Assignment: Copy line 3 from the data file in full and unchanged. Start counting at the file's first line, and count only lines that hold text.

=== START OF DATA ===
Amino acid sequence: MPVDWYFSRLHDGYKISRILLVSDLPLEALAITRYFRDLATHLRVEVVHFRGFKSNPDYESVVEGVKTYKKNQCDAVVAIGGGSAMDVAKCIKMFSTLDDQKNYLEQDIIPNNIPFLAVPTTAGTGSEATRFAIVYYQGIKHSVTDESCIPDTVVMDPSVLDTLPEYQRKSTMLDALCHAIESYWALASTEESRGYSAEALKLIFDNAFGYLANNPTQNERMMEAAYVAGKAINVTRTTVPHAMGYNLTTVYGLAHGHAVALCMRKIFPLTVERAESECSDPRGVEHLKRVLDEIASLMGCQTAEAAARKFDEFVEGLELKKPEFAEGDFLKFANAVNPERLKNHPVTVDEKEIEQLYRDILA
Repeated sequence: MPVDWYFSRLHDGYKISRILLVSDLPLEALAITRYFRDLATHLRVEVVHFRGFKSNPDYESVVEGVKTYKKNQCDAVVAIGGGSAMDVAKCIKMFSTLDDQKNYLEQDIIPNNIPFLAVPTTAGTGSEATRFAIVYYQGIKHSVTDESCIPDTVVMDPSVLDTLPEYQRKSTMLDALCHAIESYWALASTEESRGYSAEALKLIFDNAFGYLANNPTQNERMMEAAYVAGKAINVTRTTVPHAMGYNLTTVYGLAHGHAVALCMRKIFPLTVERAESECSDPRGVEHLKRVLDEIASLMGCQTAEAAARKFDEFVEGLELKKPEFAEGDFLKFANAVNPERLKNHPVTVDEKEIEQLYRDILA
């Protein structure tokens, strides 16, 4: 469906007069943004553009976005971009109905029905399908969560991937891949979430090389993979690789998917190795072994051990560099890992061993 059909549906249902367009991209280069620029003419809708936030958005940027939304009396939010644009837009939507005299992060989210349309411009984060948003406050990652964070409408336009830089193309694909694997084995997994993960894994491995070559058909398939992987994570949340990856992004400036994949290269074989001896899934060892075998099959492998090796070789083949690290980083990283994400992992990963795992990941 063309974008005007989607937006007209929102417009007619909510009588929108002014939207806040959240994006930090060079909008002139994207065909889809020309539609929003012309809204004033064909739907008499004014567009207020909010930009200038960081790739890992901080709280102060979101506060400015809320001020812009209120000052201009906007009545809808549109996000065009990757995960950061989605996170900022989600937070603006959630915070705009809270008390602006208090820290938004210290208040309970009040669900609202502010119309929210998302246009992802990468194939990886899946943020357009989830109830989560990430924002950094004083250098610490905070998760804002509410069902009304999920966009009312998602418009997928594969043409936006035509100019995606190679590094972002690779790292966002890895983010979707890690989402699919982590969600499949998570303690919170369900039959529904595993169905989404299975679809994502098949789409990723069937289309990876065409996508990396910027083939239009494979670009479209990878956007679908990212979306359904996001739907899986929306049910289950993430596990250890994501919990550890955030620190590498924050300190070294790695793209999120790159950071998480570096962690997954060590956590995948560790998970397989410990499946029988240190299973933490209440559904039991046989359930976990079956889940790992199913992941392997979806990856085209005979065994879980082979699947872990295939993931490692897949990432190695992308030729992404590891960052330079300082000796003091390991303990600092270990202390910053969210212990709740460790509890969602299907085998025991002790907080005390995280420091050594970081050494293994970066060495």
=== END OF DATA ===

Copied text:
């Protein structure tokens, strides 16, 4: 469906007069943004553009976005971009109905029905399908969560991937891949979430090389993979690789998917190795072994051990560099890992061993 059909549906249902367009991209280069620029003419809708936030958005940027939304009396939010644009837009939507005299992060989210349309411009984060948003406050990652964070409408336009830089193309694909694997084995997994993960894994491995070559058909398939992987994570949340990856992004400036994949290269074989001896899934060892075998099959492998090796070789083949690290980083990283994400992992990963795992990941 063309974008005007989607937006007209929102417009007619909510009588929108002014939207806040959240994006930090060079909008002139994207065909889809020309539609929003012309809204004033064909739907008499004014567009207020909010930009200038960081790739890992901080709280102060979101506060400015809320001020812009209120000052201009906007009545809808549109996000065009990757995960950061989605996170900022989600937070603006959630915070705009809270008390602006208090820290938004210290208040309970009040669900609202502010119309929210998302246009992802990468194939990886899946943020357009989830109830989560990430924002950094004083250098610490905070998760804002509410069902009304999920966009009312998602418009997928594969043409936006035509100019995606190679590094972002690779790292966002890895983010979707890690989402699919982590969600499949998570303690919170369900039959529904595993169905989404299975679809994502098949789409990723069937289309990876065409996508990396910027083939239009494979670009479209990878956007679908990212979306359904996001739907899986929306049910289950993430596990250890994501919990550890955030620190590498924050300190070294790695793209999120790159950071998480570096962690997954060590956590995948560790998970397989410990499946029988240190299973933490209440559904039991046989359930976990079956889940790992199913992941392997979806990856085209005979065994879980082979699947872990295939993931490692897949990432190695992308030729992404590891960052330079300082000796003091390991303990600092270990202390910053969210212990709740460790509890969602299907085998025991002790907080005390995280420091050594970081050494293994970066060495």